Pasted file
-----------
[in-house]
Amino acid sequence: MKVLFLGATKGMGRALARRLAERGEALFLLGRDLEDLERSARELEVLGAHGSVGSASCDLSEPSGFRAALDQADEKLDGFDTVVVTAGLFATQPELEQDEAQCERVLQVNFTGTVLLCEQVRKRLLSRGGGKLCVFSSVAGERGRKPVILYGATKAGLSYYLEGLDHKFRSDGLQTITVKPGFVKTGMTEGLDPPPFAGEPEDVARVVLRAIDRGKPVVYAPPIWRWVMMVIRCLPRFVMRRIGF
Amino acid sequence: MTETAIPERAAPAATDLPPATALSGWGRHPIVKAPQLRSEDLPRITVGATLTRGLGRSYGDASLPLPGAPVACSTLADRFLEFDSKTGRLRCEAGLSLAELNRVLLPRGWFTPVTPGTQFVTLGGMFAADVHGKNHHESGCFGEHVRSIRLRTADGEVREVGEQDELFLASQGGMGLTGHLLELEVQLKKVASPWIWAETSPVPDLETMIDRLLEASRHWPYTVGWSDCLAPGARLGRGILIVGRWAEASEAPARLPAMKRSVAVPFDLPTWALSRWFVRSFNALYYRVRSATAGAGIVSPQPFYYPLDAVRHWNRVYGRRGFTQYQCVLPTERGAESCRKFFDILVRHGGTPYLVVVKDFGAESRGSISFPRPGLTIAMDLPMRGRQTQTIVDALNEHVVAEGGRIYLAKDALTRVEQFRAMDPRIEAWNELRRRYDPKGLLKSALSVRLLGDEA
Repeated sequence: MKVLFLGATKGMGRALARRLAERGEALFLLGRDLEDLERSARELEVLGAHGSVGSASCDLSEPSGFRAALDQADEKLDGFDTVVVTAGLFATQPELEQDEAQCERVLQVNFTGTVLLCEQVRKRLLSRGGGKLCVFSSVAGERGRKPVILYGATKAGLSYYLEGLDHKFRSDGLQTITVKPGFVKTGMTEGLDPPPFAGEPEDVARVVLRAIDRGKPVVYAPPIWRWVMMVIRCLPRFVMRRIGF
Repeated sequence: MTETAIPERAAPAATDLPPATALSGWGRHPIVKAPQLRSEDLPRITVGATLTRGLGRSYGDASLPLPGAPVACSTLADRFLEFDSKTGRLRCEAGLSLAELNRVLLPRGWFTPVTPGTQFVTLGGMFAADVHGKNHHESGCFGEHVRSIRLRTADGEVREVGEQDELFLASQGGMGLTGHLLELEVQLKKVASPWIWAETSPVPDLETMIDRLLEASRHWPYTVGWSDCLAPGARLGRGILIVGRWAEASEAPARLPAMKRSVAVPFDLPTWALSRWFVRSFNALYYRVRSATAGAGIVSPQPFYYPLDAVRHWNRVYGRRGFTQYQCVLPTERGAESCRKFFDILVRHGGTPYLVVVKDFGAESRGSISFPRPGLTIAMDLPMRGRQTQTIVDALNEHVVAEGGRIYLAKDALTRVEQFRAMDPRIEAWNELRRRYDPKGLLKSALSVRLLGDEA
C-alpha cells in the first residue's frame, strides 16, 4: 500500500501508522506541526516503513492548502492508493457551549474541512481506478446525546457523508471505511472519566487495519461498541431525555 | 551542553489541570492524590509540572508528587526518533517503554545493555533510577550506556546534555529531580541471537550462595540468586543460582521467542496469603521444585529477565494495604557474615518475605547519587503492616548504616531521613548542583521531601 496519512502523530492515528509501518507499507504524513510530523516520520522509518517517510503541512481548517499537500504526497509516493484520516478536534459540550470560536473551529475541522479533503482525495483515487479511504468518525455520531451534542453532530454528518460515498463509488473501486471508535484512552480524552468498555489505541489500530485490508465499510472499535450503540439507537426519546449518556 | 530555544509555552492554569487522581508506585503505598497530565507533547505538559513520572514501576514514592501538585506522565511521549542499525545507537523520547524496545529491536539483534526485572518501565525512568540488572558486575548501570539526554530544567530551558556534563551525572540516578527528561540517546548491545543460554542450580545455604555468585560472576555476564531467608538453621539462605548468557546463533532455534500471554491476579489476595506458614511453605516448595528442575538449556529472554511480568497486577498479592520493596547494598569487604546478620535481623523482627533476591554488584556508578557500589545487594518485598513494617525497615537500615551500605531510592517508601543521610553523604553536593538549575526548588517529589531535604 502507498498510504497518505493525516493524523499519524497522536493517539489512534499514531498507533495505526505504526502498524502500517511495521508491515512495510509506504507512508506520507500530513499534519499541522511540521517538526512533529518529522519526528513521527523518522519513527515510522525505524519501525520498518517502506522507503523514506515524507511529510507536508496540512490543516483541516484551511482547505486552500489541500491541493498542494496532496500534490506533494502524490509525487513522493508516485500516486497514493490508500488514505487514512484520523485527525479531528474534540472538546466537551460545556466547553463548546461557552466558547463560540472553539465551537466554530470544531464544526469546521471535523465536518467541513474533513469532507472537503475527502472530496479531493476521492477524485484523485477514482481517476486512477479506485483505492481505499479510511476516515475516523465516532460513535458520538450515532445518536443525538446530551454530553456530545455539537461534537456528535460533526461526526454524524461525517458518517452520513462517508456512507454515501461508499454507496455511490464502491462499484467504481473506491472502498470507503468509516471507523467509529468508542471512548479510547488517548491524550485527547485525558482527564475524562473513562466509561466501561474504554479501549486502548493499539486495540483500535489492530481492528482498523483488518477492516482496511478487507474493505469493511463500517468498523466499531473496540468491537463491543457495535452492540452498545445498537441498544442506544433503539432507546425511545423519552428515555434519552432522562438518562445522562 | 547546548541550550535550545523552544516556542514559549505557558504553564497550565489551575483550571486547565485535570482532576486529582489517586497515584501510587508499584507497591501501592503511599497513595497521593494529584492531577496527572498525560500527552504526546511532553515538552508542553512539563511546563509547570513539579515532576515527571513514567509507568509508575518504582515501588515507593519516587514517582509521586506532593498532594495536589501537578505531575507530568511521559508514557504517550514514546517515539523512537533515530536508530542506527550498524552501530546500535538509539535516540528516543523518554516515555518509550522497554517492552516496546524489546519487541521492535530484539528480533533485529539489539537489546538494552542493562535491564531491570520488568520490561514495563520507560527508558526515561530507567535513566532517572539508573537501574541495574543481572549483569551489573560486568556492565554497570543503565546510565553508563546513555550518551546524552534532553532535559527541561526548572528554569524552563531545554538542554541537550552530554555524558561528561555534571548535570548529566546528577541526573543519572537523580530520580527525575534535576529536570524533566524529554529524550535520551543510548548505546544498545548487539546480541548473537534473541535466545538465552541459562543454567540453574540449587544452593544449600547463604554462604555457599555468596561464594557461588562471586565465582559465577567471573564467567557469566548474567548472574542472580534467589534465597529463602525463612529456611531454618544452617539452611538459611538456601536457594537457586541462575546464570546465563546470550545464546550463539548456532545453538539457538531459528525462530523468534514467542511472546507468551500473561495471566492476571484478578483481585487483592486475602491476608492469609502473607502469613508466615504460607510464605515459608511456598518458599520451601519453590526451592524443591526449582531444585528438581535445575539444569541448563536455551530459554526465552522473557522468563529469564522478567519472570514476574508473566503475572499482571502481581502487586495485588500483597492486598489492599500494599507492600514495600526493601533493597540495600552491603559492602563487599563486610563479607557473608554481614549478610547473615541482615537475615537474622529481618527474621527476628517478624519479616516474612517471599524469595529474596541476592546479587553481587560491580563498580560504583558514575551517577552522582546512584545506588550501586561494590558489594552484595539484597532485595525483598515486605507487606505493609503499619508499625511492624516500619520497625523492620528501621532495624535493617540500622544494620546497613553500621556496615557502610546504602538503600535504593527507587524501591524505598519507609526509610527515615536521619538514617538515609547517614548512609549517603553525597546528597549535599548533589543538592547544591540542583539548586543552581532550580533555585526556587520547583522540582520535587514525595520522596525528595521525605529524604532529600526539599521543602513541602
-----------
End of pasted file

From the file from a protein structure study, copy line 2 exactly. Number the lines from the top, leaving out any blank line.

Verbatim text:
Amino acid sequence: MKVLFLGATKGMGRALARRLAERGEALFLLGRDLEDLERSARELEVLGAHGSVGSASCDLSEPSGFRAALDQADEKLDGFDTVVVTAGLFATQPELEQDEAQCERVLQVNFTGTVLLCEQVRKRLLSRGGGKLCVFSSVAGERGRKPVILYGATKAGLSYYLEGLDHKFRSDGLQTITVKPGFVKTGMTEGLDPPPFAGEPEDVARVVLRAIDRGKPVVYAPPIWRWVMMVIRCLPRFVMRRIGF